Egypt may ban women from wearing Islamic face veils

Many Egyptian Muslim women choose to wear the veil, or niqab, in public or in front of men.Reuters

Egypt could ban women from wearing the Muslim face veil in public places under draft legislation currently being written in the Muslim-majority country.

Many Egyptian Muslim women choose to wear the veil, or niqab, in public or in front of men. The proposed ban would be upheld in public places and government institutions, according to the Independent.

MP Amna Nosseir, professor of comparative jurisprudence at Al-Azhar University in Cairo, announced that the Egyptian Parliament was drafting the law on Monday. She said the niqab is non-Islamic in origin, instead claiming it has Jewish roots. It is not required by Sharia law, she added.

In an interview with satellite channel ONtv, she cited the Qur'an: "Say to the believing men that they should lower their gaze and guard their modesty: that will make for greater purity for them: And Allah is well acquainted with all that they do."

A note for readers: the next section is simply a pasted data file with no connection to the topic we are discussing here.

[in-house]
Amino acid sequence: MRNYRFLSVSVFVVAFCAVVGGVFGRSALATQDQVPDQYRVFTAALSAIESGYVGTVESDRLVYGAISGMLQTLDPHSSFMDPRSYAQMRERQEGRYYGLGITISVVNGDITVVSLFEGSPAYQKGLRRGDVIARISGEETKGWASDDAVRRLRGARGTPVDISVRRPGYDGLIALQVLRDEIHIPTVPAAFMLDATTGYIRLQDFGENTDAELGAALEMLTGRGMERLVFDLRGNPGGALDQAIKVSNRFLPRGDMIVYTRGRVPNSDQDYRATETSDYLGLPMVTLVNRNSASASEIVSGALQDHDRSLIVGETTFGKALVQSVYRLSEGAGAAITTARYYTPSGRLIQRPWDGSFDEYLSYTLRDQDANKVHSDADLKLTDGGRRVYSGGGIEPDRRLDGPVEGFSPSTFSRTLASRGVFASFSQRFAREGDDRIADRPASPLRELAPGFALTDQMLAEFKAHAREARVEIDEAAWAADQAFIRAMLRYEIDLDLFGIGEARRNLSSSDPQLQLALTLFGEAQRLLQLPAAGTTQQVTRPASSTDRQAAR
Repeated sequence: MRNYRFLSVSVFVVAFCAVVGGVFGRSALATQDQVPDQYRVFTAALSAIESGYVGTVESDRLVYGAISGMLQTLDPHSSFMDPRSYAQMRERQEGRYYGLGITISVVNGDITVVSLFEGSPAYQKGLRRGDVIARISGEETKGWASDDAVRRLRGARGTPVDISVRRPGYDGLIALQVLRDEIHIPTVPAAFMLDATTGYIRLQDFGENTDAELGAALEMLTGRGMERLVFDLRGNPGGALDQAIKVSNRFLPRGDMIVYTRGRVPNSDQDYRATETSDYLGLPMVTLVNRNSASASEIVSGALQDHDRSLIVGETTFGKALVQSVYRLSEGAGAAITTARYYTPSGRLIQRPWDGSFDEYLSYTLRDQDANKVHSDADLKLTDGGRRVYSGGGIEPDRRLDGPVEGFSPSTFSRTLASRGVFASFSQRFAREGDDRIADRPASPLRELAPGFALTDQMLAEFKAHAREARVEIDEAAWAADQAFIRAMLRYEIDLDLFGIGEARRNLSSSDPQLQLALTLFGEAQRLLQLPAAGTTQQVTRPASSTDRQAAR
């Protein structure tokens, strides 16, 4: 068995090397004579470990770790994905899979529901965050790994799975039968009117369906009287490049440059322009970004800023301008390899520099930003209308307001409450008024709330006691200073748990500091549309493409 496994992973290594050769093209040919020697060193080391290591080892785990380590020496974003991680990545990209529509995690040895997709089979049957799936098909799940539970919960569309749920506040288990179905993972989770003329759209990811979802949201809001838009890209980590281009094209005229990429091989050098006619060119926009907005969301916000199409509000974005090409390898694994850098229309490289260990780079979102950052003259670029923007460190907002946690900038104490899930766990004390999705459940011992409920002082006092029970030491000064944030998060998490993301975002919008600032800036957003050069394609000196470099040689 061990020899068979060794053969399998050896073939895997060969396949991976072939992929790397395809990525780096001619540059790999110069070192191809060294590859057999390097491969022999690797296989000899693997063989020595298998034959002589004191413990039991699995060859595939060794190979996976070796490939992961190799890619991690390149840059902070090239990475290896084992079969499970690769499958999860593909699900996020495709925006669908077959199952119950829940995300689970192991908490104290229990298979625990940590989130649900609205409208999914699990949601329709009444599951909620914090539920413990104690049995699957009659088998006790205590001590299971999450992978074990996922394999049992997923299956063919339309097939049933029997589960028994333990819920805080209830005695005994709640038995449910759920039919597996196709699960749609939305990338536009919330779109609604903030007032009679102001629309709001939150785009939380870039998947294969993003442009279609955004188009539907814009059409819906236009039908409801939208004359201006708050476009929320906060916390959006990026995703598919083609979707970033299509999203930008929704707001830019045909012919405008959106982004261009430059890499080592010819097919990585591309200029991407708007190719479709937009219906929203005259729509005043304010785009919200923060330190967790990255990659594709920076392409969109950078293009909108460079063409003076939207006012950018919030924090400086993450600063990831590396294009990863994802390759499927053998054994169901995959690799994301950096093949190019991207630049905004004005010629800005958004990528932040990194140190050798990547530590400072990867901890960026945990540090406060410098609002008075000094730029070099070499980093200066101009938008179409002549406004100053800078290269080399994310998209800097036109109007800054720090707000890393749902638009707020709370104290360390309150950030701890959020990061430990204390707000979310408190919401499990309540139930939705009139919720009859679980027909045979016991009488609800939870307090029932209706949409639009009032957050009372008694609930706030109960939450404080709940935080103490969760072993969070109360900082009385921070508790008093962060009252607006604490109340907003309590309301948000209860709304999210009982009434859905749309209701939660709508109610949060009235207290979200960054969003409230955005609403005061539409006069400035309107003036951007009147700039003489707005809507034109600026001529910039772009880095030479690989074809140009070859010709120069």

This shows that women are not required to wear the burqa, Nosseir said. "How did Islam impose the niqab if Muslims are asked in the Quran to lower their gaze?"

She told Gulf News that she had been saying the niqab is not an obligation for Muslim women for more than two decades, and said had been "harshly criticised" for her views.

"The niqab is not an Islamic duty," she insisted. "We seek to spread moderate Islam. Wearing the niqab in public has raised concerns in the Egyptian streets in view of the hard circumstances the country is undergoing."

However, Nosseir's colleague at Al-Azhar University, professor of religion and philosophy Fouad Abdel-Moneim, has condemned the government's plans.

"Communities are destroyed wherever immorailty spreads," he said. "Ban nudity instead of banning the niqab".

Monday's announcement follows restrictions placed on doctors and nurses studying at Cairo University from wearing the niqab in teaching hospitals and medical schools. Academic staff at the university are no longer allowed to wear the niqab in classrooms over fears it was leading to "poor communication" with students.